More Time on Disaster Agreements, Small Providers Want Fed Spectrum, More ECF Funding

The Mandatory Disaster Response Initiative requires providers to negotiate network sharing within nine months.

More Time on Disaster Agreements, Small Providers Want Fed Spectrum, More ECF Funding
Photo of Sen. Roger Wicker, R-Mississippi (right)

December 20, 2022 – Small mobile wireless providers are asking the Federal Communications Commission for some reprieve on a requirement to enter formal agreements with other providers on roaming deals in case of network outages.

The agency earlier this year made mandatory a previously voluntary protocol in which service providers would give each other access to their networks – including allowing customers to roam on the others’ network – in case of a disaster that knocks a network out of commission.

The Mandatory Disaster Response Initiative also extended the requirement of the initiative to all facilities-based providers, requiring them to negotiate and enter into bilateral roaming-under-disaster deals with all wireless providers and perform testing of roaming capabilities within nine months of the ruling.

But members of the Cellular Telecommunications Industry Association and the Competitive Carriers Association have told the agency that, because of their size, they have limited personnel and financial resources and asked to double the time to implement the system to 18 months.

In a submission to the agency this week, Blooston Rural Carriers backed those calls for additional time, stating the negotiation process with multiple service providers is “likely to take longer than the 200 hour estimate” for carriers “that do not already have intercarrier arrangements in place.

“Allowing additional time for negotiation and bilateral network testing should also help small carriers to negotiate on a more equal footing with large carriers by alleviating time pressure that an arbitrarily short regulatory deadline would create,” Blooston said.

Federal spectrum auction should include smaller providers

The Wireless Internet Service Providers Association sent a letter earlier this month to two senators urging them to ensure smaller providers are not left out of auctions for federal spectrum reallocated for commercial use.

The proposed Spectrum Innovation Act of 2022 would establish a process by which parts of spectrum currently allocated for federal government use would be auctioned off to private entities.

In the letter to Sens. Maria Cantwell, D-Washington, and Roger Wicker, R-Mississippi, the industry association representing wireless internet service providers said it is concerned that calls by the large players to auction limited residual government spectrum in the 3.1 to 3.45 Gigahertz band solely to them would effectively leave out smaller providers they say are crucial to close the digital divide.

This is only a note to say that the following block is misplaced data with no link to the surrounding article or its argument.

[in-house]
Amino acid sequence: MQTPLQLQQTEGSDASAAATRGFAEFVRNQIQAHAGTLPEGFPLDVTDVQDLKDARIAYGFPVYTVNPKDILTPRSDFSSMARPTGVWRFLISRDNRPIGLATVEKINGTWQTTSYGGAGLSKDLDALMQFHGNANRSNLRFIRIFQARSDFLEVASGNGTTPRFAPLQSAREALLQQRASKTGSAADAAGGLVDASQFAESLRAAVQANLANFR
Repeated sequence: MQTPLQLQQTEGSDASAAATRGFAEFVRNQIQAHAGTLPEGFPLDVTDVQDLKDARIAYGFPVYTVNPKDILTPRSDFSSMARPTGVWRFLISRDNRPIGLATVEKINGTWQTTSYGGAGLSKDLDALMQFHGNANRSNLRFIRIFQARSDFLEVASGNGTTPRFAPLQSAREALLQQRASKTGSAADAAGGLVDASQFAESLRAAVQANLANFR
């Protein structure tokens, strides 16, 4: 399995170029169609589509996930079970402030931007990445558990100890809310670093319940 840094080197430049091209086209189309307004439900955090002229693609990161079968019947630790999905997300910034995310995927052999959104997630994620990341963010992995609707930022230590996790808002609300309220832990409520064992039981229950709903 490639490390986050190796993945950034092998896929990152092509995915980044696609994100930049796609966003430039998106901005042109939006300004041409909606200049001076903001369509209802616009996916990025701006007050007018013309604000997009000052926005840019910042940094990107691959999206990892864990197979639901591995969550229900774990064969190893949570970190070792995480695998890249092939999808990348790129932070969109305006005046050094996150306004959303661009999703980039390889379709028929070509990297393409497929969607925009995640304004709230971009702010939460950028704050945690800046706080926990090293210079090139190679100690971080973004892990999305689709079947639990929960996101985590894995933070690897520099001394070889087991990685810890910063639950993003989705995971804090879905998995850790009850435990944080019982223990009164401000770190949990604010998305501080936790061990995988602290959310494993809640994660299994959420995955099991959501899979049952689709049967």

“Without access to additional usable spectrum, like that in the lower 3 GHz band, small and medium-sized businesses like ours may be precluded from expanding our offerings to the millions of truly unserved Americans desperately in need of connectivity,” WISPA said in the letter.

“For these reasons, we respectfully ask that you reject calls by those asking for the entire band to be auctioned for use by only a few of the largest companies who have repeatedly turned a cold shoulder to Americans living in the nation’s most rural and hard-to-reach areas,” it added. “Instead, we urge you to support legislation that allows small and medium-sized businesses like ours the opportunity to access spectrum in the 3.1-3.45 GHz band.”

FCC approves $65 million for schools and libraries

The FCC on Monday approved $65 million in another funding round from the Emergency Connectivity Fund, which goes to extend student connectivity beyond the school.

The latest round will go to support 170,000 students in over 200 schools, 20 libraries and two consortia across the country, including in Alaska, Indiana, Minnesota, Oklahoma, Texas, and Puerto Rico.

“This program is bringing us closer to the goal of closing the Homework Gap so all students have the resources they need to do well in school and beyond,” FCC Chairwoman Jessica Rosenworcel said in a release.

The latest round means the agency has so far allocated $6.4 billion out of the $7.1 billion available for the ECF, which launched last year. The agency said nearly 16 million students are benefitting from the initiative.

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